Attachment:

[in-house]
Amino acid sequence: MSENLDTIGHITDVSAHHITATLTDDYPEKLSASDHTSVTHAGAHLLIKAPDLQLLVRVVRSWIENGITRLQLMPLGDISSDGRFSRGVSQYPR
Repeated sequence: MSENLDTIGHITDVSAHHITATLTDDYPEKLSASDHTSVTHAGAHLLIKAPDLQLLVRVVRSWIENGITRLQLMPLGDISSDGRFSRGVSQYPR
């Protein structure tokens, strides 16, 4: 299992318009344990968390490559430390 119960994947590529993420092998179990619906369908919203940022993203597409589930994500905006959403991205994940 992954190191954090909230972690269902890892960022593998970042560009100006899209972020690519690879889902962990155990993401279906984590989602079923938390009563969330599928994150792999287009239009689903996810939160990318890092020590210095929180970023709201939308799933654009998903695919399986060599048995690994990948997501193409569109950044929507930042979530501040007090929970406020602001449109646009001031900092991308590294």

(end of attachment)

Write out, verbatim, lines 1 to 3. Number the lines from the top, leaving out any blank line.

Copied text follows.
[in-house]
Amino acid sequence: MSENLDTIGHITDVSAHHITATLTDDYPEKLSASDHTSVTHAGAHLLIKAPDLQLLVRVVRSWIENGITRLQLMPLGDISSDGRFSRGVSQYPR
Repeated sequence: MSENLDTIGHITDVSAHHITATLTDDYPEKLSASDHTSVTHAGAHLLIKAPDLQLLVRVVRSWIENGITRLQLMPLGDISSDGRFSRGVSQYPR